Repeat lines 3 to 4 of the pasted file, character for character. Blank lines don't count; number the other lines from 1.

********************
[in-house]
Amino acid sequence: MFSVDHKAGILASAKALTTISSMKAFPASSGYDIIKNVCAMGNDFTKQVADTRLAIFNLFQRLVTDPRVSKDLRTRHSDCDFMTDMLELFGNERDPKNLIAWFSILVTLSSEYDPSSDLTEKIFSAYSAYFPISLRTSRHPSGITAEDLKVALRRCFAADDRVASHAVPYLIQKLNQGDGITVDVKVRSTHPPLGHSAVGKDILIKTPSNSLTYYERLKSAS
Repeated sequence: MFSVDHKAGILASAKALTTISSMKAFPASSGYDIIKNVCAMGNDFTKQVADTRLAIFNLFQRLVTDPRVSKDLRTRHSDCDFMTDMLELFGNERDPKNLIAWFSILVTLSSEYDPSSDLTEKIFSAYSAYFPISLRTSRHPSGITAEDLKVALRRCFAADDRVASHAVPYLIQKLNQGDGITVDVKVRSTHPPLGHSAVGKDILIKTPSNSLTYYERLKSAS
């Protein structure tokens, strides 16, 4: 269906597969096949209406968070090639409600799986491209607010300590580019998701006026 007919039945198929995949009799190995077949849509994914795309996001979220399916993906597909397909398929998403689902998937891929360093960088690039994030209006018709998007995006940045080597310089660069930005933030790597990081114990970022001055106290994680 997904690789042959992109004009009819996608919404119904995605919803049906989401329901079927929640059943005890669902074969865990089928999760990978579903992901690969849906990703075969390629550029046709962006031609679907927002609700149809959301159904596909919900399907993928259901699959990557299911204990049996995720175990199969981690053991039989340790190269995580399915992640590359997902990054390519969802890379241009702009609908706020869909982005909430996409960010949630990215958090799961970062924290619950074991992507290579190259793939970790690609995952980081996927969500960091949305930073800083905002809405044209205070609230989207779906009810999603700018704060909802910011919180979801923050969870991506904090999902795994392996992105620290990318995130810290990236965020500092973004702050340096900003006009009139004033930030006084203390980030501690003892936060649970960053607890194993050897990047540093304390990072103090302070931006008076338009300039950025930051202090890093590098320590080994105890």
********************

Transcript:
Repeated sequence: MFSVDHKAGILASAKALTTISSMKAFPASSGYDIIKNVCAMGNDFTKQVADTRLAIFNLFQRLVTDPRVSKDLRTRHSDCDFMTDMLELFGNERDPKNLIAWFSILVTLSSEYDPSSDLTEKIFSAYSAYFPISLRTSRHPSGITAEDLKVALRRCFAADDRVASHAVPYLIQKLNQGDGITVDVKVRSTHPPLGHSAVGKDILIKTPSNSLTYYERLKSAS
């Protein structure tokens, strides 16, 4: 269906597969096949209406968070090639409600799986491209607010300590580019998701006026 007919039945198929995949009799190995077949849509994914795309996001979220399916993906597909397909398929998403689902998937891929360093960088690039994030209006018709998007995006940045080597310089660069930005933030790597990081114990970022001055106290994680 997904690789042959992109004009009819996608919404119904995605919803049906989401329901079927929640059943005890669902074969865990089928999760990978579903992901690969849906990703075969390629550029046709962006031609679907927002609700149809959301159904596909919900399907993928259901699959990557299911204990049996995720175990199969981690053991039989340790190269995580399915992640590359997902990054390519969802890379241009702009609908706020869909982005909430996409960010949630990215958090799961970062924290619950074991992507290579190259793939970790690609995952980081996927969500960091949305930073800083905002809405044209205070609230989207779906009810999603700018704060909802910011919180979801923050969870991506904090999902795994392996992105620290990318995130810290990236965020500092973004702050340096900003006009009139004033930030006084203390980030501690003892936060649970960053607890194993050897990047540093304390990072103090302070931006008076338009300039950025930051202090890093590098320590080994105890």